Gartner Analysts Warn: Microsoft Windows Is Free-Falling

Discussion in 'Computer Support' started by lottwoodard, Apr 21, 2008.

  1. lottwoodard

    lottwoodard Guest

    Windows’ future looks shaky, as two Gartner analysts pointed out at a
    conference in Las Vegas, ComputerWorld reports. Michael Silver and Neil
    MacDonald said Microsoft is “collapsing,” a harsh term, but as they said,
    Microsoft needs to make significant changes in the operating system if
    they want that term to be just a bad dream.

    In their presentation at the conference, entitled “Windows Is Collapsing:
    How What Comes Next Will Improve,” the two Gartner analysts said: “For
    Microsoft, its ecosystem and its customers, the situation is untenable,”
    due to future problems that are said to hit Microsoft such as
    compatibility problems, high management costs or failing to make
    meaningful adjustments to new releases.

    “This is a large part of the reason [why] Windows Vista delivered
    primarily incremental improvements,” the analysts said. “Most users do not
    understand the benefits of Windows Vista or do not see Windows Vista as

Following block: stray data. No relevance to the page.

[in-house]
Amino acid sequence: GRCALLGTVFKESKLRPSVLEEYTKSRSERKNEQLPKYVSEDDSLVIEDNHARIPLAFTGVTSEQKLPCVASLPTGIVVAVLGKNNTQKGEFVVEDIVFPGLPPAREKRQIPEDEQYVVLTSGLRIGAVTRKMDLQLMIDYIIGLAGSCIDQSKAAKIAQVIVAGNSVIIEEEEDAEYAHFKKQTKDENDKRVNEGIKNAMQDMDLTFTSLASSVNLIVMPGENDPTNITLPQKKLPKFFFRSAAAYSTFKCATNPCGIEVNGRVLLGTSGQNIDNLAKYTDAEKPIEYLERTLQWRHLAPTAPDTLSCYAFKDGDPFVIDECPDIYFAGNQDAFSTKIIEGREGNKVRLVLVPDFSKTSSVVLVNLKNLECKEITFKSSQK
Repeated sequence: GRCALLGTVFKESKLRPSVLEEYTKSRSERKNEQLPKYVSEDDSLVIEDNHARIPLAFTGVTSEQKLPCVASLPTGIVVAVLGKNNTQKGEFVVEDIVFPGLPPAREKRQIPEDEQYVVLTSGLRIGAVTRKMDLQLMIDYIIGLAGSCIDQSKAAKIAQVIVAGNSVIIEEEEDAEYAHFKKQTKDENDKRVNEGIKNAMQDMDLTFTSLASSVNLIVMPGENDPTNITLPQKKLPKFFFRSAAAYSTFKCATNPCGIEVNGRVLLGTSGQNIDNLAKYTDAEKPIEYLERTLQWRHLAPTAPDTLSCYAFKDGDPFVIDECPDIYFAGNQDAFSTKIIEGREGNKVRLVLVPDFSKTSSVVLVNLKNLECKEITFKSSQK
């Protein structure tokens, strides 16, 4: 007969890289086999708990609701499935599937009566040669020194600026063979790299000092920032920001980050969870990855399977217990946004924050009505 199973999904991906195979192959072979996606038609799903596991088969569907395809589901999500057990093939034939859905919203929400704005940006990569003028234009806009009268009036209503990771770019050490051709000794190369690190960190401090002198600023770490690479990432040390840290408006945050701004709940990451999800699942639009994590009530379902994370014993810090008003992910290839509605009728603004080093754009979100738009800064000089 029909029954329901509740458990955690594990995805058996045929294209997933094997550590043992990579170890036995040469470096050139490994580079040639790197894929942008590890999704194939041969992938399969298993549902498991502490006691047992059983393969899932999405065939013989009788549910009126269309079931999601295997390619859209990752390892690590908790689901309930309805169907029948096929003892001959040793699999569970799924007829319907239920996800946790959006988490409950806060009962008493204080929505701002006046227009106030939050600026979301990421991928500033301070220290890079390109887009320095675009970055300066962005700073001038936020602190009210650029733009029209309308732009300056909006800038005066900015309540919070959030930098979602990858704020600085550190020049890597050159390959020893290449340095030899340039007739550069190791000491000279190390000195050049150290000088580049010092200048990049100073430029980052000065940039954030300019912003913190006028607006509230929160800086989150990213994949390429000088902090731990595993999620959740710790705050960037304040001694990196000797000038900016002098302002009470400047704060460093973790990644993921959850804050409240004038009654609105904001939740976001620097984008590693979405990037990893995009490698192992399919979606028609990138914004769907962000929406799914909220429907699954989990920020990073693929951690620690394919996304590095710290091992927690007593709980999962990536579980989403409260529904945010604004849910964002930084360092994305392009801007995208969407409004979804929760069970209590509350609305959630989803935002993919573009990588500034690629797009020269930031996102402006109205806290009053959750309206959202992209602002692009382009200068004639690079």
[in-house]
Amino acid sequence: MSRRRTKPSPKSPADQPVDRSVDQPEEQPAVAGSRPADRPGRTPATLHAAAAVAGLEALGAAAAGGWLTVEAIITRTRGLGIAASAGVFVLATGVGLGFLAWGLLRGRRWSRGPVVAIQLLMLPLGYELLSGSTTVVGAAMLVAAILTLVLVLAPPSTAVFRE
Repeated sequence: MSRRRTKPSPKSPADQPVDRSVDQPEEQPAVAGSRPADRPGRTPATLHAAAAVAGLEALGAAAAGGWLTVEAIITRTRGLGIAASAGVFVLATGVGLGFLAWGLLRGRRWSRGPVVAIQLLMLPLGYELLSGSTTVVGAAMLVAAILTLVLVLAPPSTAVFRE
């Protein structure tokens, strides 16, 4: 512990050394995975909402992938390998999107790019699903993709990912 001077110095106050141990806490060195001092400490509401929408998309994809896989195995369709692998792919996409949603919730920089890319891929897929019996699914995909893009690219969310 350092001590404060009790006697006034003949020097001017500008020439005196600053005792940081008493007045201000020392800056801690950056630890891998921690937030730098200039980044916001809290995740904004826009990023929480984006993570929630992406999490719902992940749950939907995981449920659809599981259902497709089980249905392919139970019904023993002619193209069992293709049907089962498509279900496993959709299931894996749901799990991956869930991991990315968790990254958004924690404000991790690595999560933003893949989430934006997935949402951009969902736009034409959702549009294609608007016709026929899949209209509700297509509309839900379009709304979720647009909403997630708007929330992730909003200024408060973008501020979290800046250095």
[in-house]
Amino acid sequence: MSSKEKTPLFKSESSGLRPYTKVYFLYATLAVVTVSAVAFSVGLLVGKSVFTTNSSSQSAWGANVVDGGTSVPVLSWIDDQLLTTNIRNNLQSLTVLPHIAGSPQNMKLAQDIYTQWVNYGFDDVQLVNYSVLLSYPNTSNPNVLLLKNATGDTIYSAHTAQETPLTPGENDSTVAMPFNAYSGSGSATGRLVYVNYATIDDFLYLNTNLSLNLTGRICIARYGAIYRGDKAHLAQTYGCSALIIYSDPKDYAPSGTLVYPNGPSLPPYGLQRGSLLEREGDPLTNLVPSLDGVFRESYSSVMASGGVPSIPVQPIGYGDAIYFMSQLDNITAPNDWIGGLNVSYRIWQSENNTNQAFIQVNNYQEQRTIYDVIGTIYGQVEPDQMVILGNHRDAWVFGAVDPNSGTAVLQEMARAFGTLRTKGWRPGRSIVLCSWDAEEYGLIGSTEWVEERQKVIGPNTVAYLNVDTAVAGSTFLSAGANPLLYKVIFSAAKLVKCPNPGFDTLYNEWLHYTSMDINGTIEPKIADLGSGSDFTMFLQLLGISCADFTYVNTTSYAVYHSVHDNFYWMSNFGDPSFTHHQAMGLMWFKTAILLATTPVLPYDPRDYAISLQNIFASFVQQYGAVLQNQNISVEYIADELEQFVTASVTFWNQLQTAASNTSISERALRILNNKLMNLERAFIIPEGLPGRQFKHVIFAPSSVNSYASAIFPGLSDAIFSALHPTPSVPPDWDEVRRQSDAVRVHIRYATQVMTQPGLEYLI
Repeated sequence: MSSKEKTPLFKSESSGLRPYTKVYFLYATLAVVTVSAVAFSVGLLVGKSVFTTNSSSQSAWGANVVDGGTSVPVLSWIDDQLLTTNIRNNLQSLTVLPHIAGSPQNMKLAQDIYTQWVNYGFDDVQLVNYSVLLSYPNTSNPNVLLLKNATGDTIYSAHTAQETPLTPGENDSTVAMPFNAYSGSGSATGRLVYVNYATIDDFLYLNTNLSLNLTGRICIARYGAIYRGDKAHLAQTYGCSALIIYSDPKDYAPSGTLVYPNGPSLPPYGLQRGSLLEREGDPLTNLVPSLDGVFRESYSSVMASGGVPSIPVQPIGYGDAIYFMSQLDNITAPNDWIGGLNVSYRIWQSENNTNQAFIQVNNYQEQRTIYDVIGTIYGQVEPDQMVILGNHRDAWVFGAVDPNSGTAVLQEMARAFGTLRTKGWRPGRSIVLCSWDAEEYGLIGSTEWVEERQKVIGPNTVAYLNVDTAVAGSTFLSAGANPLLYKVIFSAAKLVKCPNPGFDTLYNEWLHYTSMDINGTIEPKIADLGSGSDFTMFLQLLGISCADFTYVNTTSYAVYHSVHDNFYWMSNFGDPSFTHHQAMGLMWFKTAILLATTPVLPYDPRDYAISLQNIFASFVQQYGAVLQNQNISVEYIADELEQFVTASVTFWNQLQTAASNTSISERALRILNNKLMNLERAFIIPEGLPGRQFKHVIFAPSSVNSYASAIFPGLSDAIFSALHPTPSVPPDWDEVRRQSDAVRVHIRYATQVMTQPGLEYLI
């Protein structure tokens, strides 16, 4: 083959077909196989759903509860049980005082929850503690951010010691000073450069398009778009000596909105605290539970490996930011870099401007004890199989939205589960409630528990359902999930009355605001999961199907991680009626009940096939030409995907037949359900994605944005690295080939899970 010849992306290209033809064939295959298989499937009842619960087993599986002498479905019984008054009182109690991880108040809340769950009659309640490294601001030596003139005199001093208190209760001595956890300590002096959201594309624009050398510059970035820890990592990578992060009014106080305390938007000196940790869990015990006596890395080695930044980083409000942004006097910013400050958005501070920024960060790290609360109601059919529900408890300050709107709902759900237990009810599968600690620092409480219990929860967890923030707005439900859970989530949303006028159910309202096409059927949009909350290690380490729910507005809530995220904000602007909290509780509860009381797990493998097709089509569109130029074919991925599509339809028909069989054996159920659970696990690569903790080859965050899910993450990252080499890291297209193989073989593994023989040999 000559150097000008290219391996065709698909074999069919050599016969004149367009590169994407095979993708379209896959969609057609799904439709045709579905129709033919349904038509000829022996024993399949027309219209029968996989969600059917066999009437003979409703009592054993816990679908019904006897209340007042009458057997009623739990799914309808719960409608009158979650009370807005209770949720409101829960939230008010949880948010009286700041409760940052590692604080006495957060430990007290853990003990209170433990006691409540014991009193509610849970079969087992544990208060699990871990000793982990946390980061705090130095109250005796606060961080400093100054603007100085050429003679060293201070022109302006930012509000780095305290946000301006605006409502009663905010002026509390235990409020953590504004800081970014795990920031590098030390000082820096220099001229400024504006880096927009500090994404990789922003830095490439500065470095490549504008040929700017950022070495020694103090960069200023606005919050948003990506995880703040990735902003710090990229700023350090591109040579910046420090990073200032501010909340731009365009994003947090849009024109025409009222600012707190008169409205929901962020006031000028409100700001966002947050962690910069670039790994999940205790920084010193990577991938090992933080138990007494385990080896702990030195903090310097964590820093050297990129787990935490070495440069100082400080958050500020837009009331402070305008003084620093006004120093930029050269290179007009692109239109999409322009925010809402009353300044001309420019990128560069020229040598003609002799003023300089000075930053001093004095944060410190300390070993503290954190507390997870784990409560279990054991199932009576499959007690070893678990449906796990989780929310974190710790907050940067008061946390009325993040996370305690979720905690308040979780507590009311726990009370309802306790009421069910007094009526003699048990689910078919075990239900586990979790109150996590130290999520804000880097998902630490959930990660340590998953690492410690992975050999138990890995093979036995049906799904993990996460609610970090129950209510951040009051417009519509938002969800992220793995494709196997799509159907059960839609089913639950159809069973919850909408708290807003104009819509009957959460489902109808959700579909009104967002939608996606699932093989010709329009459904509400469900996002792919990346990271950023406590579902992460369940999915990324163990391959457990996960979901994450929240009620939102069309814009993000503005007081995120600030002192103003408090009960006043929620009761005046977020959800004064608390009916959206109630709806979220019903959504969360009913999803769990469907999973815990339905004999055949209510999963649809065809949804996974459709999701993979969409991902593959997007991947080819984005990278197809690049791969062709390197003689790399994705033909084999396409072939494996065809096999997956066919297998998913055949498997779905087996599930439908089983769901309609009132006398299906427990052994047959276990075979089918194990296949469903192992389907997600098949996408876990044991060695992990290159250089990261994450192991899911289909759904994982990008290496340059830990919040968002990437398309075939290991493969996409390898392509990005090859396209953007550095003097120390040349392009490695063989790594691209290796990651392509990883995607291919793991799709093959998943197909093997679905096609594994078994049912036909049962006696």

being better enough than Windows XP to make incurring the cost and pain of
    immigration worthwhile.”

    With that being said, analysts say Microsoft’s perspective on their
    operating system upgrades are by far insufficient to deliver a meaningful
    experience on both mid- and long-term. Microsoft takes its time into
    delivering new versions of Windows, but it’s that time that will put
    others ahead of them in the future, the analysts predicted.

    On the long run, Microsoft is going to find it hard to compete with
    smaller Web applications and devices, which is quite the trend right now.
    Microsoft will also have to acknowledge that its operating system needs to
    adjust to low-cost low-powered computers, which made Linux the preferred
    OS for this sort of devices.

    “Apple introduced its iPhone running OS X, but Microsoft requires a
    different product on handhelds because Windows Vista is too large, which
    makes application development, support and the user experience all more
    difficult,” said Silver and MacDonald.

    Their advice: “We envision a very modular and virtualized world. As OS, in
    this case Windows, will ride atop the hypervisor, but it will be much
    thinner, smaller and modular than it is today.”
    lottwoodard, Apr 21, 2008
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  2. I_Am_The_Walrus, Apr 22, 2008
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